By and large, American parents today enjoyed lots of freedom to roam around as children, but they'd never dream about letting their own kids do the same. Clemens Wergin, who moved here last year with his own family from Germany, doesn't get it, he writes in a New York Times piece headlined "The Case for Free-Range Parenting." He's met with "polite disbelief" when he tells American friends about how he and his wife, gasp, let their 8-year-old daughter explore their DC neighborhood on her own. She found a park, made some friends, expanded her world—something that too many American kids don't do because they're largely confined to their homes, writes Wergin.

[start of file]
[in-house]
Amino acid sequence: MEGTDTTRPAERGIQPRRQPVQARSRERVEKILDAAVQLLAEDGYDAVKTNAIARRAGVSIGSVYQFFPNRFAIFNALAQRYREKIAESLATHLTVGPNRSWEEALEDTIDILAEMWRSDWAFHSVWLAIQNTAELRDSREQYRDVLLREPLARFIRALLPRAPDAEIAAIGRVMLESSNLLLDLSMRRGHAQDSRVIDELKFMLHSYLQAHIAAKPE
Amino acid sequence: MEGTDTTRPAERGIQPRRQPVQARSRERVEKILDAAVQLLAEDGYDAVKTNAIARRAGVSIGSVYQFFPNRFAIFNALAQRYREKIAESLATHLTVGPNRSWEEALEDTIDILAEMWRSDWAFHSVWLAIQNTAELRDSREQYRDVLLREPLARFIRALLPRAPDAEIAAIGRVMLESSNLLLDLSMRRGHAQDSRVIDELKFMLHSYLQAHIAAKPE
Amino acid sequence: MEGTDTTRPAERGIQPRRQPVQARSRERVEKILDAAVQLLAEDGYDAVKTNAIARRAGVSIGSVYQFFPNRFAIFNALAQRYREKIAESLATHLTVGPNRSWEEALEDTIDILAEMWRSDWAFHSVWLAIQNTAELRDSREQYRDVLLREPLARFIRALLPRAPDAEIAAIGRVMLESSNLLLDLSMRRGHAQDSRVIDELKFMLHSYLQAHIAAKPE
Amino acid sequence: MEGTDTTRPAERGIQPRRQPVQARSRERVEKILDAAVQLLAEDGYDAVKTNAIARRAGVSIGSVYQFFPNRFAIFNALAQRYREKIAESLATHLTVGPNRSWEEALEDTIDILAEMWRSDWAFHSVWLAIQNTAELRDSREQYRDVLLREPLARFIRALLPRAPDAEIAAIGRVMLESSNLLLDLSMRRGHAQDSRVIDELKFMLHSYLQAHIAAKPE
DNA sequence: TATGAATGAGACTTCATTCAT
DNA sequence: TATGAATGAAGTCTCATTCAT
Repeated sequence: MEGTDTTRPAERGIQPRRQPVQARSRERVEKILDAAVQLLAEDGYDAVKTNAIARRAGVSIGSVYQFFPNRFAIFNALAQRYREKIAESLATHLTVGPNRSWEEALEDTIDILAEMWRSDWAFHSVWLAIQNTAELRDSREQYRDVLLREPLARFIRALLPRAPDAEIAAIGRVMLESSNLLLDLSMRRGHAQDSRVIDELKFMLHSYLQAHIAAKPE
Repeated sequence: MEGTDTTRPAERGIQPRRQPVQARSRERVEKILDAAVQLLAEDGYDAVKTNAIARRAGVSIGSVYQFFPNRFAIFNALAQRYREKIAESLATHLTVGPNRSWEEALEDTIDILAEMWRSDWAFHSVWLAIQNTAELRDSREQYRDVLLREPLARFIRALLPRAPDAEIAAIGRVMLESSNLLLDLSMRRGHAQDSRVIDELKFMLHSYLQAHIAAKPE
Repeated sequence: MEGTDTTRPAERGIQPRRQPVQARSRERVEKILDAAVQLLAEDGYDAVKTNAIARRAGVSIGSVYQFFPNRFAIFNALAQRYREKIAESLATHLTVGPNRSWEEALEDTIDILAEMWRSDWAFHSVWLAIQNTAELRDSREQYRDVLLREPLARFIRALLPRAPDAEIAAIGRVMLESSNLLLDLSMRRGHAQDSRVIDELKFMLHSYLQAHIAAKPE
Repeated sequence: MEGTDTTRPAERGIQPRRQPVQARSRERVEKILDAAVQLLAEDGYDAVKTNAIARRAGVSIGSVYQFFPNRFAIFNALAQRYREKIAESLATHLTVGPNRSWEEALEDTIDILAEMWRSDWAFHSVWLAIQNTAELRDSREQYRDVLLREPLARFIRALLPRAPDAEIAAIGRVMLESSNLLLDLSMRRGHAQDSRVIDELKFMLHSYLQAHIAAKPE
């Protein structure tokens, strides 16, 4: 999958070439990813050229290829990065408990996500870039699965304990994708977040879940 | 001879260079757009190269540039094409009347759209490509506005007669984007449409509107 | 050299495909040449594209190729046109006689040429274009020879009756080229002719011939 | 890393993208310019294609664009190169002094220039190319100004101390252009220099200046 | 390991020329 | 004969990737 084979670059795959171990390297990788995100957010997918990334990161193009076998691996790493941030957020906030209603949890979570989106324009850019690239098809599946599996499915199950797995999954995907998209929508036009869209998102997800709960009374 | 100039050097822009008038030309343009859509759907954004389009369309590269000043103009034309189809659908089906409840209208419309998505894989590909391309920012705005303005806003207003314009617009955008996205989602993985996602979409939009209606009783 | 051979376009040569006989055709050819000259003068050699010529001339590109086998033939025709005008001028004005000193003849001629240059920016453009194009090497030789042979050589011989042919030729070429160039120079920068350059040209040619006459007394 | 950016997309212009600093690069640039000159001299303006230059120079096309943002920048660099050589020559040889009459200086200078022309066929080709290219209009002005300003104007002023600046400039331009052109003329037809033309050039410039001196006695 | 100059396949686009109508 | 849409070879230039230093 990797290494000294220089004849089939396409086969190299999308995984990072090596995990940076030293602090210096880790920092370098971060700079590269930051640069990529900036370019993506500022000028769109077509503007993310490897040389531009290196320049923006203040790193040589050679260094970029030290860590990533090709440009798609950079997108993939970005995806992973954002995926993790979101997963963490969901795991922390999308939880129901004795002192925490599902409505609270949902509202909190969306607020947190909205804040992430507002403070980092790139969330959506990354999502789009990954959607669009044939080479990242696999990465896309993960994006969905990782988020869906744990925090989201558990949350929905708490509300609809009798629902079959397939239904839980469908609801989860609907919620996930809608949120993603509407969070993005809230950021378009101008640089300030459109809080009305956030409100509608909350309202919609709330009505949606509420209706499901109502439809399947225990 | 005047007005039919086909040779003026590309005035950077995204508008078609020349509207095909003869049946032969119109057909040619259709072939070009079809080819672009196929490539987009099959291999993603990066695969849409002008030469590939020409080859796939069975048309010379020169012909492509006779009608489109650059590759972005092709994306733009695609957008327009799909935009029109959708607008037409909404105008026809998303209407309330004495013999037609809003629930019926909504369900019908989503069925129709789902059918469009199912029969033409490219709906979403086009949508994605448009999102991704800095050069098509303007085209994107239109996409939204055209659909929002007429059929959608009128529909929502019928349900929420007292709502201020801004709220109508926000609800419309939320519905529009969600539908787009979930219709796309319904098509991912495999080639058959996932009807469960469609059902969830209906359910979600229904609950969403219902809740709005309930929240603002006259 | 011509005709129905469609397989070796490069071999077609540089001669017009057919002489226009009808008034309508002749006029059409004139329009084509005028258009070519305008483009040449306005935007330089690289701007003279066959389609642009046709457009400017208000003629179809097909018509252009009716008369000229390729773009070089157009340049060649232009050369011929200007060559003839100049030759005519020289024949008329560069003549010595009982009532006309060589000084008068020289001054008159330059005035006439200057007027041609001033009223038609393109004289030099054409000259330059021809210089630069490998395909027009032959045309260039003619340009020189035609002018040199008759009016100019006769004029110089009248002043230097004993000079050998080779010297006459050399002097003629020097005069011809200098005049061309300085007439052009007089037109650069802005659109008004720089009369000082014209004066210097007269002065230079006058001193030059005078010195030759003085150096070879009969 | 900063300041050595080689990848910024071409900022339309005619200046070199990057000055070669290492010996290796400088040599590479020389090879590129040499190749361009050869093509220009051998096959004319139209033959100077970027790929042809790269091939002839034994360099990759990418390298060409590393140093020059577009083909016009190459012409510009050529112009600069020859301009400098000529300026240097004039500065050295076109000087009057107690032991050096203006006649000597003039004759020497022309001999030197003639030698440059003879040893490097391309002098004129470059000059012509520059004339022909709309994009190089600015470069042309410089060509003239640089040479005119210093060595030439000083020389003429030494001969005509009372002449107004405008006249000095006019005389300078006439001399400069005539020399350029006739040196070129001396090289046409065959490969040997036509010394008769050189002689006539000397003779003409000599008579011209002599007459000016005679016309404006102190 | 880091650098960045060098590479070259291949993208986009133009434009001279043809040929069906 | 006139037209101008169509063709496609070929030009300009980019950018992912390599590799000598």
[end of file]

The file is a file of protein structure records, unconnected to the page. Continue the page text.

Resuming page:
"I know I won’t be around forever to protect my girls from the challenges life holds in store for them, so the earlier they develop the intellectual maturity to navigate the world, the better," he writes. "And by giving kids more control over their lives, they learn to have more confidence in their own capabilities." Of course, given the high-profile arrests of US parents for the high crime of leaving their kids at a park, Wergin and his wife now need to think about reining in their own kids or risk breaking the law. "And we thought we had come to the land of the free." Click for his full column. (CPS found another mom and dad guilty of neglect for letting their kids walk alone between home and the park.)